An old foe has returned to our lands, brothers and sisters. It's been lurking in the shadows for quite a while but has recently begun to take over completely. You know what I am talking about.
In the age before time (I hear people call them the 90's) there was a transition between games that were very simplistic by nature in an arcade-style fashion and a new line of games where suddenly the programmed cutscene came along. It was quite remarkable by the time with the advancement of graphical engines. One day the developers could even put in real live video-sequences in games! As many know however this was quite horrible because actors are in general not as cool as video-game characters and cheesiness dropped out of style in the late 80's. Some adventuregames had a lot of cutscenes and often they were used to forwards the storyline or given as a reward for finishing a quest of some kind. As long as they were used sparingly they were accepted as a new creative medium by the consumers while games that were primarily based on cutscenes, like half of the library to the Sega CD, failed horribly.
Now time went on and so did the videogame market. In the year of our lord (FSM) 1998 gamers were blessed with Half-Life which got a LOT of recognition because of the lack of non-interactive cutscenes. Instead, the game was based on scripted events in which the player had full control of himself and could make (often fatal) choices. It was revolutionizing. In the same way as Myst revolutionized gaming by putting the gamer as a person in a completely different world, Half-Life brought us interactive storytelling where you were smack-dab in the action and able to do as you saw fit. You weren't just playing as Gordon Freeman; you truly were Gordon Freeman. This was followed by games like System Shock 2 where the immersion into the game world was top priority. This was the future... or so we thought.
Fast-forward the tape to the situation we have today. Pick up the nearest high-budget title with a first-person or third-person perspective. How are cutscenes used in that game?
Look at the singleplayer campaign of BF3. It is riddled with cutscenes and scripted events that you cannot do much about. Look at Deus Ex 3. Whenever you do something really cool like a takedown, the camera perspective is switched to 3rd person and we get a cutscene. Looking at the gameplay videos of the new Elder Scrolls game, guess what, you get cutscenes. This increase in cutscenes and scripted events is slowly stripping us of the immersion that games like Half-Life gave us.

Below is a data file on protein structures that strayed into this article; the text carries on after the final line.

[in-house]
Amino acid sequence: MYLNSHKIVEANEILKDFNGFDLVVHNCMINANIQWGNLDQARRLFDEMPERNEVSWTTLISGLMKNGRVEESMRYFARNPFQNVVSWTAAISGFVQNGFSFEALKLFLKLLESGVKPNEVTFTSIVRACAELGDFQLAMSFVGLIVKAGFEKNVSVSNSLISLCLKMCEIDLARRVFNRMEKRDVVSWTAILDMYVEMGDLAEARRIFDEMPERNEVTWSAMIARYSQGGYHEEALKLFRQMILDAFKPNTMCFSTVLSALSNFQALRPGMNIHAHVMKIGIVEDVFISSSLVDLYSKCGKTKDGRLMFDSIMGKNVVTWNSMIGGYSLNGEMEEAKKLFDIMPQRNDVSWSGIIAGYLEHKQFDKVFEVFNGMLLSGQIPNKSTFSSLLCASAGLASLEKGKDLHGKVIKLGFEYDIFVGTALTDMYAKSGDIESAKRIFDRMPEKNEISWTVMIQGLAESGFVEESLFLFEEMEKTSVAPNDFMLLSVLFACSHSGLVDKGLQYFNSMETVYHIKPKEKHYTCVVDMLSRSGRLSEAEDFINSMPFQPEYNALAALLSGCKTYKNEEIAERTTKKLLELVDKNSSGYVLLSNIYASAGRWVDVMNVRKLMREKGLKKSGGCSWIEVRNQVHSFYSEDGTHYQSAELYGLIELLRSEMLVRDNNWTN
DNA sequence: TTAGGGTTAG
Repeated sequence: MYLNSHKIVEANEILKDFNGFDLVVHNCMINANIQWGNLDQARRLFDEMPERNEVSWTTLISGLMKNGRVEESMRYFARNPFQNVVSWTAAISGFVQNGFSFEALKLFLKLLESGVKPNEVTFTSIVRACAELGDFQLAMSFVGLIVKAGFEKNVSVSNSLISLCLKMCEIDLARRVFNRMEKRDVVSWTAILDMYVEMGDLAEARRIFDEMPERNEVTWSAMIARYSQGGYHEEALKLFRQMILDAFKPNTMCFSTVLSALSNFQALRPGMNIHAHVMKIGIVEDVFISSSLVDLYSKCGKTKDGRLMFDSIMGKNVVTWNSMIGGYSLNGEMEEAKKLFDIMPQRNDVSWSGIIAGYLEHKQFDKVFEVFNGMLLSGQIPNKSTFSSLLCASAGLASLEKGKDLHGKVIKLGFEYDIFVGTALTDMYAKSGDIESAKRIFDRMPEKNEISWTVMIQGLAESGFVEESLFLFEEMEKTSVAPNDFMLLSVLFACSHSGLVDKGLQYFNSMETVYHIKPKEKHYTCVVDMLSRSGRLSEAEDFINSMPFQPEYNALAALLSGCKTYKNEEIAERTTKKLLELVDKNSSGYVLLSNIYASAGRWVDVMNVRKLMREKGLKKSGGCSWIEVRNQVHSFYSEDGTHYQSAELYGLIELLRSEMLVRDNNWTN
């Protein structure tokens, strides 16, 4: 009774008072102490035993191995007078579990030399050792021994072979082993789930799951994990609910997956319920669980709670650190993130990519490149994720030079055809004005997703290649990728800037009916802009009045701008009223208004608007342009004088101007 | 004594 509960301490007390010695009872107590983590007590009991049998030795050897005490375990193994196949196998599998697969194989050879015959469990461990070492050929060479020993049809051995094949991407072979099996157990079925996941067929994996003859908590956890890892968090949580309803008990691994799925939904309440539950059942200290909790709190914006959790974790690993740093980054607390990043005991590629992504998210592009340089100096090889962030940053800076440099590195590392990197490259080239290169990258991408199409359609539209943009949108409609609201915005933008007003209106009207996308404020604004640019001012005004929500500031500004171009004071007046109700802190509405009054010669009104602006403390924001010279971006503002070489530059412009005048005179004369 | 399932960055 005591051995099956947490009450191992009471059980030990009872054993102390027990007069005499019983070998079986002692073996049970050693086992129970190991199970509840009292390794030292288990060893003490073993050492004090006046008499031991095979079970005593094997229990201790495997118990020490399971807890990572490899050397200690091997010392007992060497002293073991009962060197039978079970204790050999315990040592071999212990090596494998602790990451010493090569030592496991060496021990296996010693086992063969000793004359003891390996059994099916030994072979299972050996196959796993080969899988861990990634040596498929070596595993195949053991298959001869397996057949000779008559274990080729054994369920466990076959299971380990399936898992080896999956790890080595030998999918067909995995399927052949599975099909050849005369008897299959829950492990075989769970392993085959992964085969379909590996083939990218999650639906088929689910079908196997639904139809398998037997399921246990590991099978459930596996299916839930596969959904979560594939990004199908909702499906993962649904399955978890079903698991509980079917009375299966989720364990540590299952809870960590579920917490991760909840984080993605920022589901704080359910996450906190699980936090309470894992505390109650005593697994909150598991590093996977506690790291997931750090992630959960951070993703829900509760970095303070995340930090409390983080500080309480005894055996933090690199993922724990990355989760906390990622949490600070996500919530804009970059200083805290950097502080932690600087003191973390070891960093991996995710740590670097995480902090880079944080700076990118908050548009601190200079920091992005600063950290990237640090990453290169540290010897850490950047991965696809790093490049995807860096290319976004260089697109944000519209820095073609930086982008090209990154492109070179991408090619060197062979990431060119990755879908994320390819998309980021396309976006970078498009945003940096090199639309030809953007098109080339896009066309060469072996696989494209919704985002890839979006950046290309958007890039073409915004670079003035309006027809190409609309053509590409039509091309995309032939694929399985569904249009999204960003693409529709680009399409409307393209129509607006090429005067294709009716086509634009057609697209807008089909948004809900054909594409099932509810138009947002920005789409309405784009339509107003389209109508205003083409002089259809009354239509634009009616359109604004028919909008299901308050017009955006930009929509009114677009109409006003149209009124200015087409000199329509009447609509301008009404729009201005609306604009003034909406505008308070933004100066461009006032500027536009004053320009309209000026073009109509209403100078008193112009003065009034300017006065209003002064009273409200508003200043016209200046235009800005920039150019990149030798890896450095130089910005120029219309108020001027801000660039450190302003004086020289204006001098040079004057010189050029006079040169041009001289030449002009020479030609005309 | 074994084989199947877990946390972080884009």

As soon as the camera flies off to a scripted position to show my character do something cool, it isn't me who is doing it. The feeling of the game is lost rapidly especially with the repeat of the same meaningless cutscene that was pretty neat the first two times but after that only becomes a chore. If you're in a game where you have been able to create your own character or even customize the basic character you want to be able to feel with that character. That feeling can be multiplied several times if the "fourth wall" isn't broken by stupid cutscenes. A game that should get recognition by doing this the correct way is Fallout 3. With it's special attack-system we get some scripted cutscene action but it is INTERACTIVE (the word of the day, folks) and beyond that the few cutscenes that occur are as they were in Half-Life.
Either this ridiculous cutscene nonsense has come from the simplification of games in general, the increase in focus of the inferior gamepad-control system or just plain laziness from developers. Either way, we're getting screwed over by developers, Sega CD-style, and if they manage to ruin Thief 4 with that shit I am going to barf.
So please, stop. If I want to see a movie I go get a bloody movie. If I want to play a game I want a game not an interactive movie!